“Say these words to yourself: ‘May I be safe, may I be happy, may I be peaceful.’” The instructions of the Buddha are spoken by twelve-year-old Shyante. We are lying on the floor of the conference room at the Edgewood Center for Families and Children in San Francisco, where I have been offering a weekly meditation and yoga class to a small group of girls for the past five years. On this day, the students are taking turns teaching a portion of the class. Shyante specifically requested to teach relaxation and the “wishes for well-being” that we share. This was a surprise to me because Shyante’s history of physical and sexual abuse had at first made it impossible for her to lie still during our relaxation; for several months she had to leave the room until the closing circle. She was now reclaiming her place in the class and demonstrating the impact these simple wishes had had on her.
Edgewood is a residential mental health treatment center. The children who live here have mostly grown up in foster care. They were removed from their homes at an early age due to abuse, neglect or both. Some had addicted parents and received drugs while in utero. The children at Edgewood have often experienced severe body trauma. Most have been physically abused and many were sexually abused. As a result, they are defended, sometimes very disconnected from their bodies, and prone to dissociation. All of these children have mental health diagnoses, and Edgewood is a safe and loving home for them.
From the beginning I saw how the girls’ traumas caused them to disconnect. One day Cathy’s medication made her dizzy, and she fell down and broke her wrist. Her cast got her lots of attention and sympathy. Susan was so jealous that she punched her fist through a wall in hopes of getting her own cast—and the accompanying sympathy. Another time, Alicia, in a full-on psychotic fit, had to be held down by four staff people to keep her from harming herself or anyone else. The other girls and I needed to step over her body to get into the classroom. I sometimes wondered whether I was making a difference in the girls’ lives.
Yet despite the challenges the girls face, they are clearly benefiting from learning and practicing mindfulness and conscious body movement. Their confidence and self-esteem have grown, and so has their enthusiasm. Creating a sense of ritual through repeating a regular sequence of activities helps the girls to relax and feel safe. We begin our class with a short meditation—taking turns ringing the chimes and sitting and breathing together. Just counting five mindful breaths has a powerful impact. The girls calm down and focus their attention. Over time the girls have begun to feel their bodies and to share their experiences with me.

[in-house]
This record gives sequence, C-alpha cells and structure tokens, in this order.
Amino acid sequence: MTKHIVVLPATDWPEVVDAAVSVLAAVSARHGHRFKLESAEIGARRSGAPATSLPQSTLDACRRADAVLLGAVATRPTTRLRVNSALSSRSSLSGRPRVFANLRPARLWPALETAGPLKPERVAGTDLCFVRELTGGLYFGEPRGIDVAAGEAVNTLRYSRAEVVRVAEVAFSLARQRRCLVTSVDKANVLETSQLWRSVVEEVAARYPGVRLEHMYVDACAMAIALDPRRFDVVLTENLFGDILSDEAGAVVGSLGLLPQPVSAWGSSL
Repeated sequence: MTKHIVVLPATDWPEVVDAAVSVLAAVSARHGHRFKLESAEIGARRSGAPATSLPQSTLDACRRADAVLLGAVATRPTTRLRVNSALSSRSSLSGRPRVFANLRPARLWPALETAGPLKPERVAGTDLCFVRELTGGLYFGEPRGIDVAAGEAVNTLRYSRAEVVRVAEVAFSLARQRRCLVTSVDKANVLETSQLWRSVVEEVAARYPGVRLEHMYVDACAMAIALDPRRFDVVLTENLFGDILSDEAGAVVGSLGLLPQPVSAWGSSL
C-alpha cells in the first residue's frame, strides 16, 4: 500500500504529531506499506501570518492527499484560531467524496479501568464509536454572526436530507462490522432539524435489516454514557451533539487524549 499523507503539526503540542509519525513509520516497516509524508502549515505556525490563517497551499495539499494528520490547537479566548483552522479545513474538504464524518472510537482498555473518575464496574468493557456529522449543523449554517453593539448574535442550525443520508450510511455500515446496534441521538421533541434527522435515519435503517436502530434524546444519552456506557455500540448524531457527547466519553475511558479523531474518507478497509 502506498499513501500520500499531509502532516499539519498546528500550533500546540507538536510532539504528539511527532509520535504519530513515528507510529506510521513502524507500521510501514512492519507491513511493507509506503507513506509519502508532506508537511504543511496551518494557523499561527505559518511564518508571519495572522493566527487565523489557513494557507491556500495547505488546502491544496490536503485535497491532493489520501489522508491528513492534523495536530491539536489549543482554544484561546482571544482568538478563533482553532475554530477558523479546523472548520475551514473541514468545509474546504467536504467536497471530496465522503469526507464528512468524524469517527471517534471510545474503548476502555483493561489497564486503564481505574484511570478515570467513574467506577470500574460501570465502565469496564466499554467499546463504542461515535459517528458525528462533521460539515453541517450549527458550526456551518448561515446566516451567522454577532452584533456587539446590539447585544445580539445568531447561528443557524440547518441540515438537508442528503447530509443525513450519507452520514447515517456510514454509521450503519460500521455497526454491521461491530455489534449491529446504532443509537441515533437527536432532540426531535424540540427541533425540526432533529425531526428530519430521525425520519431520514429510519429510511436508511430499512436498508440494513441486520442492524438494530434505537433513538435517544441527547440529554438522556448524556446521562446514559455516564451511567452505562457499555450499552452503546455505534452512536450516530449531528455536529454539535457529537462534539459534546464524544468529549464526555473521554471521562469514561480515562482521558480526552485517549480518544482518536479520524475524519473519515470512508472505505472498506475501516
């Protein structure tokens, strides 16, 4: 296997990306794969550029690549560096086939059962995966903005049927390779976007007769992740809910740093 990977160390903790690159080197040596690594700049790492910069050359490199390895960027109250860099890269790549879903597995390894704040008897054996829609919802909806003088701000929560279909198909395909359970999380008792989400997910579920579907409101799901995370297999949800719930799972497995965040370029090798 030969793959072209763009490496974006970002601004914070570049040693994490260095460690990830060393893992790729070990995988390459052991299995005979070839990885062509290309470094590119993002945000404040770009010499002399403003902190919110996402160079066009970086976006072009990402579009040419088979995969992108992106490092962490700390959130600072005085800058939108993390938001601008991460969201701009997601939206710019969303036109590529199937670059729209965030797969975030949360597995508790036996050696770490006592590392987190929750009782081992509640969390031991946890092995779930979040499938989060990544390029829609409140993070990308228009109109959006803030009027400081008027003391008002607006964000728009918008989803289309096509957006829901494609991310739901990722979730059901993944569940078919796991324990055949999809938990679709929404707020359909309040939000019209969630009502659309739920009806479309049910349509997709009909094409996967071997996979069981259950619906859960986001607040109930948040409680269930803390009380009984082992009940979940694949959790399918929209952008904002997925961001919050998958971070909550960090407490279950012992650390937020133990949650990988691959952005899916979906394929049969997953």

One day as we practiced belly breathing, Shyante burst out, “I can’t breathe into my belly. It’s all hard, like a rock!” She was beginning to break down the wall of numbness created by her past abuse. Another time Aleyna asked, “Could you please count longer for the breaths? You’re breathing too fast for me.” She had become so relaxed that her breathing had slowed significantly. At the end of another class, Monique passed me a note: “Thank you so much for your kindness.” When Monique first arrived at Edgewood, she refused to talk to anyone. Jessica was prone to violent outbursts of anger, so her therapist and I taught her walking meditation to calm her down and help her not act out. She practiced diligently, and after a week of no outbursts, she earned a reward from her therapist for her efforts. What did she request? A trip to the San Francisco Zen Center.
When I was first invited to teach at Edgewood, I looked on it as an experiment. I thought I would try it for a month. The class continued for over five years. The mindfulness we practice—along with simple yoga movements—are tools guiding the girls back home to their bodies.
The names of the girls have been changed to preserve confidentiality.